100-year-old patient receives new heart valve without incision

Heart Health

by Baylor Scott & White Health

Jul 24, 2015

At age 100, Helen Edens has seen the world change. Born Aug. 22, 1914, Helen recalls childhood memories of horse-drawn carts bringing ice blocks to her family’s home refrigerator and her father starting the hand-cranked car. Now medical science has given Helen a medical treatment undreamed of in 1914.

In May 2015, Helen underwent a transcatheter aortic valve replacement procedure (TAVR), an advanced cardiac technology that allows physicians to replace the aortic heart valve without making any incisions. To date, she is the oldest patient to receive this procedure at The Heart Hospital Baylor Plano and is one of a handful of centenarians in the country to have a TAVR procedure.

“The operative word is transcatheter,” explains David Brown, MD, interventional cardiologist on the medical staff and president of the medical staff, The Heart Hospital Baylor Plano. “This is the first time you can replace the aortic heart valve with no incision.  The valve is inserted through a needle stick in the femoral artery. The entire procedure can be completed with no incisions on the chest, no incisions anywhere.”

As some people age, their aortic valve narrows. The valve opening, where blood is pumped through, goes from the size of a silver dollar to the size of a pencil. This condition, known as aortic stenosis, affects up to 7 percent of the U.S. population over age 65.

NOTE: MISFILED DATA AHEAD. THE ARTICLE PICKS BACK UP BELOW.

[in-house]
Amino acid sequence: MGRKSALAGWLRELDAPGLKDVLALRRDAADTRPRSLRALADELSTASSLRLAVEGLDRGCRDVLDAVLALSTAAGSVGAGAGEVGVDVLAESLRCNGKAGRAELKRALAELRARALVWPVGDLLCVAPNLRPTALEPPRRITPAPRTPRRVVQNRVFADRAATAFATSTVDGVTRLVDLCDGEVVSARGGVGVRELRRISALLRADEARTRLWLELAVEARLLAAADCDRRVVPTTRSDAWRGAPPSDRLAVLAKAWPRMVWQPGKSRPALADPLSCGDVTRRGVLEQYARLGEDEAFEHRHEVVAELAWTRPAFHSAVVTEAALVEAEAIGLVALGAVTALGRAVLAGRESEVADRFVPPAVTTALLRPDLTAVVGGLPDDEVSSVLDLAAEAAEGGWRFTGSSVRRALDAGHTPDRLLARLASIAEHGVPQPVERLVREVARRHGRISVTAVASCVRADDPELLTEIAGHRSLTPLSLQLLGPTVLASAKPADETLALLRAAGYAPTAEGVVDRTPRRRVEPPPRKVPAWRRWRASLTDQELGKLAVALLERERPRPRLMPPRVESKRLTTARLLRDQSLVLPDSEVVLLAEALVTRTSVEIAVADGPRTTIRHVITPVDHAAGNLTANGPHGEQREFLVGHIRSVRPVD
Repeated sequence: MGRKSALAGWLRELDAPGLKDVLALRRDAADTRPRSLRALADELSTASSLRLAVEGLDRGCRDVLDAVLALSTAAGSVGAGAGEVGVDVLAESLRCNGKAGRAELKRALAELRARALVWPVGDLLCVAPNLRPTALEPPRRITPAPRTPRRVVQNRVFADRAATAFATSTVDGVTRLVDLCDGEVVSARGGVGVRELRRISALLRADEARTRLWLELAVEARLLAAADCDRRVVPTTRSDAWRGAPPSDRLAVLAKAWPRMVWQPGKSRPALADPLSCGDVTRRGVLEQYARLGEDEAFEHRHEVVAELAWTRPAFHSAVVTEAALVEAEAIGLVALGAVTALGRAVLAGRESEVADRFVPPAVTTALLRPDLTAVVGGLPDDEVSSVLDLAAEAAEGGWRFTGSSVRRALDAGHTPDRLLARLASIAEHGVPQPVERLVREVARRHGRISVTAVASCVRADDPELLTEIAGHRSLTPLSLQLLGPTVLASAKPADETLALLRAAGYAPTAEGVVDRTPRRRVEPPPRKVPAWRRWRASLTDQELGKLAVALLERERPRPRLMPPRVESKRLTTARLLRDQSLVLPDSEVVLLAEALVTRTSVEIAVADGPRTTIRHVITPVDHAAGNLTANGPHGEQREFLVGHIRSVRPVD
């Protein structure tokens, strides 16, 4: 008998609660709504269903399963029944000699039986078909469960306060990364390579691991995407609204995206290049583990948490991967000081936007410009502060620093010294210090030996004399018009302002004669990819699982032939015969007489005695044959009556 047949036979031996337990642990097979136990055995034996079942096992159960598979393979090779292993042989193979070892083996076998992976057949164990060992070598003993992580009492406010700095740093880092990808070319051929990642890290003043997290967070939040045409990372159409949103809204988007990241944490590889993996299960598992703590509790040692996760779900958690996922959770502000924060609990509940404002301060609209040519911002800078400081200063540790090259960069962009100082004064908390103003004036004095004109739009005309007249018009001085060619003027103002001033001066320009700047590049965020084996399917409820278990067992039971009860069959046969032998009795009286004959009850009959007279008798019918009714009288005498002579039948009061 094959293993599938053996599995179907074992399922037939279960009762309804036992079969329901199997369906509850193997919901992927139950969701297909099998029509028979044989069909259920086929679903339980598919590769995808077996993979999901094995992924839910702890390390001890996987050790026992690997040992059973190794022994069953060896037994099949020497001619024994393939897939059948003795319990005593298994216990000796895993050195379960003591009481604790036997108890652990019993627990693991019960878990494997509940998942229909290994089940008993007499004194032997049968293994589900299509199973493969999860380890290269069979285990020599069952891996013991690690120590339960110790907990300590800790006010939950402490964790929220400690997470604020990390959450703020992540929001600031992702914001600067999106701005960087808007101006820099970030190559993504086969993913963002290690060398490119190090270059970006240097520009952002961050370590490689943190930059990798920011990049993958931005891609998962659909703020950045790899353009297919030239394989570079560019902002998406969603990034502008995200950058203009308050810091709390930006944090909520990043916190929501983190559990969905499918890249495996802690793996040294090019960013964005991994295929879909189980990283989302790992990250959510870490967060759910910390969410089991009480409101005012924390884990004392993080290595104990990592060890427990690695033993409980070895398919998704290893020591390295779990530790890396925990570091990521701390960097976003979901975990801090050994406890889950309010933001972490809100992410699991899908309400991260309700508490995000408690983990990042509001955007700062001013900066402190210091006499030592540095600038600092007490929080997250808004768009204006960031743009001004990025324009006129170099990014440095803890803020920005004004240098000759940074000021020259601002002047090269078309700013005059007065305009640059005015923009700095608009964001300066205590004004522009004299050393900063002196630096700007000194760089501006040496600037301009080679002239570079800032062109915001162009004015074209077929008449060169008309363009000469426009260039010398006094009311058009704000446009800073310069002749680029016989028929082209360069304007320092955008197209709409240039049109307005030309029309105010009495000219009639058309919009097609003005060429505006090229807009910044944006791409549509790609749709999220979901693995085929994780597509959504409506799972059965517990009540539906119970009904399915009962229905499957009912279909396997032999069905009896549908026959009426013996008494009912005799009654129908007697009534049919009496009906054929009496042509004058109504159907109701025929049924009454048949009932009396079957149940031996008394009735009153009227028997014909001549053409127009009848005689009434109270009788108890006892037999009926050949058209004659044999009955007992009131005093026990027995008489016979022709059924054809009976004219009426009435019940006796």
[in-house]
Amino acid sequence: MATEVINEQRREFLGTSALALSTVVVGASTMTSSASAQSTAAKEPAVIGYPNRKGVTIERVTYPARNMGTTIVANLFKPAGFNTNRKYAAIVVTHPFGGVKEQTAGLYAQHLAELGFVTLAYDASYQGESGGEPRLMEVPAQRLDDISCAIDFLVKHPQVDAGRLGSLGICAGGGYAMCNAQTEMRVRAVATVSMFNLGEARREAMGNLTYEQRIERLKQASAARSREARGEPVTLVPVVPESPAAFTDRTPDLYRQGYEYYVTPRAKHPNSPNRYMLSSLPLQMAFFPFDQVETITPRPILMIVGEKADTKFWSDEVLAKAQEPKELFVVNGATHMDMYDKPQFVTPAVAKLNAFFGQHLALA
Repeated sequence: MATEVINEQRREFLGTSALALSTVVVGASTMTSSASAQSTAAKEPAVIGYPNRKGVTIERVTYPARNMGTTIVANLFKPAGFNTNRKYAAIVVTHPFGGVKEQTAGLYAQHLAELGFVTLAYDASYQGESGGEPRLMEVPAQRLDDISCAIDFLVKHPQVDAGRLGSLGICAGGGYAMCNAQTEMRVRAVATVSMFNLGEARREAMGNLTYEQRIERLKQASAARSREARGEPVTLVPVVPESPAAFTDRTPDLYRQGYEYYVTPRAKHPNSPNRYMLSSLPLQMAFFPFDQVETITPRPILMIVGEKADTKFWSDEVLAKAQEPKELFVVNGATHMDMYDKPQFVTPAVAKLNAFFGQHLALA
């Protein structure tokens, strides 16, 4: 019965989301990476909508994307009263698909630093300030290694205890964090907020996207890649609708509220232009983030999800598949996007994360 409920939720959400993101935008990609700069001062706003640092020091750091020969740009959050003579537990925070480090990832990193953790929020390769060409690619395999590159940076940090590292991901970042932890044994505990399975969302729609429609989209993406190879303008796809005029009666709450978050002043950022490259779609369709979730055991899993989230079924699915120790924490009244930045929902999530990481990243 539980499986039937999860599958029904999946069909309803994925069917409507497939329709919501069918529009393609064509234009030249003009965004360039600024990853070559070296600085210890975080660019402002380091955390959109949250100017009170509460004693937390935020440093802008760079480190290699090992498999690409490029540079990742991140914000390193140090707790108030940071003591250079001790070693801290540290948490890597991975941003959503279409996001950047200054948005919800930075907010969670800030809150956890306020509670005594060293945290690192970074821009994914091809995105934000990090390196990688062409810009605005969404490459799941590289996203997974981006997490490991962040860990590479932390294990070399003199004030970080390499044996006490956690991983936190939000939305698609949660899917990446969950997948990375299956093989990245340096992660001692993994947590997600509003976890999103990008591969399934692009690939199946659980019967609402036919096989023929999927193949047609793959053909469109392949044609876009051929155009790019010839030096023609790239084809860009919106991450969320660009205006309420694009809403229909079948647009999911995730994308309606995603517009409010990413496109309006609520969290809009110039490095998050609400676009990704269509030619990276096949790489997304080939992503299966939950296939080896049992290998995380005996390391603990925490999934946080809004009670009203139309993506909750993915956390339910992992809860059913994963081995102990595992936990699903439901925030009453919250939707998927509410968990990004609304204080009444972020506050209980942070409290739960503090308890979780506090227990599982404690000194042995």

“When the valve narrows, blood flow to the body’s organs decreases,” explains Dr. Brown. “So the body is not getting adequate blood or oxygenation. Patients get fatigued. Eventually they become short of breath and have no exercise capacity.” They can develop chest pain or pass out. Patients may progress to congestive heart failure.

Until age 97, Helen managed her home in Tulsa, Okla., drove to the grocery store, played bridge and maintained an active life. Now living with her children, she still stays busy. “I work puzzles and things like that,” Helen said. “I like to walk out and around the block. I used to be pretty athletic. I belonged to the local YMCA and liked basketball.” She played forward on the YMCA adult women’s team in Tulsa.

Older patients, such as Helen, benefit from TAVR technology, which typically means shorter time in the operating room, less anesthesia and less time in the hospital post-procedure.

If you have a heart valve condition and are interested in learning more about the TAVR procedure, visit our website for more information.

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